Yes, the cessation of employment can be brought about by mutual agreement of parties. Voluntariness of the employee is the key - the employee cannot be compelled to enter into such an agreement. The terms agreed are commonly encapsulated in a mutual separation agreement. Statutory payments which are due to the employee must be included in the sums payable under the mutual separation agreement.
If a dispute has arisen regarding the validity of a termination of employment, an employee may waive his/her protection against unlawful dismissal by entering into an agreement. Employers tend to enter into such agreements as an alternative to starting a termination of employment process. This is not regulated in the WEA. It is assumed in legal theory that employees may waive their rights in return for a severance agreement even though no dismissal notice has been issued.
Termination of employment by the employer can only be based on just or authorized causes and must strictly comply with the procedural requirements discussed above.
If the termination of employment is made at the instance of the employee, the employer may require the employee’s execution of a quitclaim for amounts received from the employer as settlement of all employee claims. Quitclaims are valid and enforceable, provided:
- the employee executes the quitclaim voluntarily;
- there is no fraud or deceit on the part of any of the parties;
- the consideration of the quitclaim is credible and reasonable; and
- the contract is not contrary to law, public order, public policy, morals or good customers, nor prejudicial to a third person with a right recognized by law.
Separation agreements are not required under U.S. law, but are commonly entered into whenever the employer provides any termination- related payments on severance. Such agreements must generally meet a number of requirements to be enforceable, including the following: (1) the waiver must be knowingly and voluntarily executed by the employee; (2) the process for obtaining the waiver must be free of employer fraud, undue influence, or other improper conduct; and (3) the agreement must be supported by consideration over and above any benefits to which the employee is otherwise entitled.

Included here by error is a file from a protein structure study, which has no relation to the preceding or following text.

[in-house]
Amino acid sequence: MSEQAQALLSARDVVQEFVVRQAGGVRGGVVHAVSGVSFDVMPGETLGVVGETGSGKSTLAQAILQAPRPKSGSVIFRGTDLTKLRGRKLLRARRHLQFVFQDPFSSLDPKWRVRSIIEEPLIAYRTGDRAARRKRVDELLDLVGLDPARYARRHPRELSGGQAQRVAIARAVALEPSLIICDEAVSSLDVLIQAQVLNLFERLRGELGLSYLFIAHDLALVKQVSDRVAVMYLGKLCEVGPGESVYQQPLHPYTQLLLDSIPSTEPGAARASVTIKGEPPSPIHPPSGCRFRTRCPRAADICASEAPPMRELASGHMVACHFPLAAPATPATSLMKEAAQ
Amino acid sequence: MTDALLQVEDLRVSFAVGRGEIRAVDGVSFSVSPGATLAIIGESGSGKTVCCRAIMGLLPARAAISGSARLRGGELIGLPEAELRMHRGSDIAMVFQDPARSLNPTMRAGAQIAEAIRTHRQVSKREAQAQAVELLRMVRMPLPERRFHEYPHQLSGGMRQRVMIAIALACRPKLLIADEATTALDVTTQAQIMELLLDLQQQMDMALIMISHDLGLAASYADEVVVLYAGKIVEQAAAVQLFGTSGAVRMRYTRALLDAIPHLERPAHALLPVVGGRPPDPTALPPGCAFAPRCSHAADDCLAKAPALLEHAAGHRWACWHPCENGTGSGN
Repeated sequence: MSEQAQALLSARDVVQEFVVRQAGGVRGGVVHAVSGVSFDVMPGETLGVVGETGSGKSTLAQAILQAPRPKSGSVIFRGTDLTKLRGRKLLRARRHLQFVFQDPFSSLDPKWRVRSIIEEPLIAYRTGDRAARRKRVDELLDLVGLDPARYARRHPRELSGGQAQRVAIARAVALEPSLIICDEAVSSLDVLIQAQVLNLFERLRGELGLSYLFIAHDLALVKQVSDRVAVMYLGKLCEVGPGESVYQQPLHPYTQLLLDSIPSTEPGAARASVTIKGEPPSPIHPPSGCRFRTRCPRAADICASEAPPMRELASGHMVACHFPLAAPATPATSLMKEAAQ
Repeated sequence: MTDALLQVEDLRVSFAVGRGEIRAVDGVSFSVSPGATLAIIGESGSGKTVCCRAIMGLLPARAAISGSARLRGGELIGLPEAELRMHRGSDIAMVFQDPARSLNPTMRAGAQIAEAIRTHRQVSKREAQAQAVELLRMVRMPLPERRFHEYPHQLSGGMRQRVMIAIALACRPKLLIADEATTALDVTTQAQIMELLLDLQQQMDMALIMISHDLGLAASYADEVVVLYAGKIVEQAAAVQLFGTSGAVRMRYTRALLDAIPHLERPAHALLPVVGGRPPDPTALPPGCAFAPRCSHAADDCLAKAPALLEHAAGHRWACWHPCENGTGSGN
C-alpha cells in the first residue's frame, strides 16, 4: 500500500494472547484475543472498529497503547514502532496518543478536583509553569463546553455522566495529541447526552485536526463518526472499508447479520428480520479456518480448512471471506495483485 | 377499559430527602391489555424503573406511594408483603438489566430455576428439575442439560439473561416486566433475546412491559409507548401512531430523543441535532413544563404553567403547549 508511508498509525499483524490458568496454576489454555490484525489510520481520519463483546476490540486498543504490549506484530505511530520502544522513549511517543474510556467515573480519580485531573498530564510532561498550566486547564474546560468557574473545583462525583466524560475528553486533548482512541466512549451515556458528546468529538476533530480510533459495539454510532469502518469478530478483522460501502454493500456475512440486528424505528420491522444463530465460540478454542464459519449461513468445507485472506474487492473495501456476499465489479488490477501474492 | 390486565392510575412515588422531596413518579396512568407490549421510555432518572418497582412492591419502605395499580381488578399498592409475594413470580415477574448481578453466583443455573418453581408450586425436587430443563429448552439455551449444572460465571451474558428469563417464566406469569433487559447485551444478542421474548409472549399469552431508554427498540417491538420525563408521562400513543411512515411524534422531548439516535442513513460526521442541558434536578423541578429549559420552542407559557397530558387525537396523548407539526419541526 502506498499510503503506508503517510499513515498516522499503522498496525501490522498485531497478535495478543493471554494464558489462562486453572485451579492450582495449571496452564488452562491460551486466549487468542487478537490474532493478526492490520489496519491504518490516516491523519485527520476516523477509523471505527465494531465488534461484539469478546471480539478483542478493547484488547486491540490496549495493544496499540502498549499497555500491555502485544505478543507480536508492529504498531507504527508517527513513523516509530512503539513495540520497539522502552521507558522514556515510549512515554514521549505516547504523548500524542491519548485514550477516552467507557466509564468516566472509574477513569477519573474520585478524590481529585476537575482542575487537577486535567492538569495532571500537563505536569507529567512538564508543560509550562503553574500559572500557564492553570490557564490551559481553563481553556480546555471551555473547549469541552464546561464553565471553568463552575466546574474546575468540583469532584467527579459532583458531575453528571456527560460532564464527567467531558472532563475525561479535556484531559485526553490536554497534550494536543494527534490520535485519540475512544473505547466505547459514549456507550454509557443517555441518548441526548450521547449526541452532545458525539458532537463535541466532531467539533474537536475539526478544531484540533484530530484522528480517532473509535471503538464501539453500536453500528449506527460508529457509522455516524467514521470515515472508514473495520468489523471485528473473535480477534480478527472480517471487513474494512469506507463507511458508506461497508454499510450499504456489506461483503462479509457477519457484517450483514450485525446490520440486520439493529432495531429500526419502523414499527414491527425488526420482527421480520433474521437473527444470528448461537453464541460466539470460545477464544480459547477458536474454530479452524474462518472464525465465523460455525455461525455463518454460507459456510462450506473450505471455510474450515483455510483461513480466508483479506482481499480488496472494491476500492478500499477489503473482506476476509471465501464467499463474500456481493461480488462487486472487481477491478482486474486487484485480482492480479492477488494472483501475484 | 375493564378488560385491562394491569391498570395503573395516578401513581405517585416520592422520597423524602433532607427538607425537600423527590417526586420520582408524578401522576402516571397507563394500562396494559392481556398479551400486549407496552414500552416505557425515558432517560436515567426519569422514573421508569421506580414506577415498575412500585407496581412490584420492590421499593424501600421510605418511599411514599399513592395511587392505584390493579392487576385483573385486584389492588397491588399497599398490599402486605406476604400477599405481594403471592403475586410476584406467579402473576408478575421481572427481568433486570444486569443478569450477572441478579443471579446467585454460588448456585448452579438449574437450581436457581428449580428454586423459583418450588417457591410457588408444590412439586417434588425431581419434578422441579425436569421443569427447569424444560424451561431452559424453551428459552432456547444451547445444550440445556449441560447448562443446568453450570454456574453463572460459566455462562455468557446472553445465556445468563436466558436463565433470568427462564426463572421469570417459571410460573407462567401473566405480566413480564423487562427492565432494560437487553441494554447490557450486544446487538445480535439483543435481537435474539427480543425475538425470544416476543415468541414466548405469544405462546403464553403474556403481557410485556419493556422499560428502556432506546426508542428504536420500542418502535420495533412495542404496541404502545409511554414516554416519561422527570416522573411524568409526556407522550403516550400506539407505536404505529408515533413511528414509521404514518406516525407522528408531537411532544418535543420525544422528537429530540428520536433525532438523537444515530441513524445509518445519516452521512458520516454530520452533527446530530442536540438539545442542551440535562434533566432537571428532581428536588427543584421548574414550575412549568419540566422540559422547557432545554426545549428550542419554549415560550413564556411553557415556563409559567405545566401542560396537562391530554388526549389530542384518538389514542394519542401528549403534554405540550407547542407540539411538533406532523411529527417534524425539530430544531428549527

Certain claims however, cannot be waived as a matter of law. Such claims include: waiving the right to file a charge with the Equal Employment Opportunity Commission (EEOC) and claims under the Fair Labor Standards Act (FLSA). Several states (including California, Florida, Illinois, New York, and Texas) prohibit waiver of claims for unemployment and/or workers’ compensation benefits.
Further, specific criteria must be satisfied for a waiver of federal age discrimination claims to be considered “knowing and voluntary” under the Older Workers Benefit Protection Act (“OWBPA”), as discussed above in response to Question 4.
Mattos: Yes. Until the Labor Reform, the execution of releases did not prevent the employee from bringing a claim against the employer. After the Labor Reform, the new law introduced the possibility to ratify out-of-court settlements with the local labor court. In the event of termination, the employer and employee may settle a release upon the payment of the statutory severances and any other discretionary compensation. Then the parties may agree to ratify such release with the court, provided a lawyer or the applicable union of employees assists the employee in this proceeding. If the court ratifies the agreement, the employee cannot claim against the employer anymore.
The Labor Reform also validates employees’ full release in case of voluntary redundancy plans for termination which must be negotiated with the relevant employees’ union.
The employer and the employee may execute a mutual termination protocol, but it does not in itself constitute a waiver to initiate a reinstatement claim by the employee. The job security provisions under TLC, allows the employee to claim reinstatement within one month following the termination and the High Court establishes that a waiver from such right to claim reinstatement is not possible. However, as the mutual agreement shall be made in writing and the associated payments shall be made via bank transfers, mutual agreements do mitigate the risk of reinstatement and increase the likelihood of dismissal of such cases as long as a reasonable benefit is paid.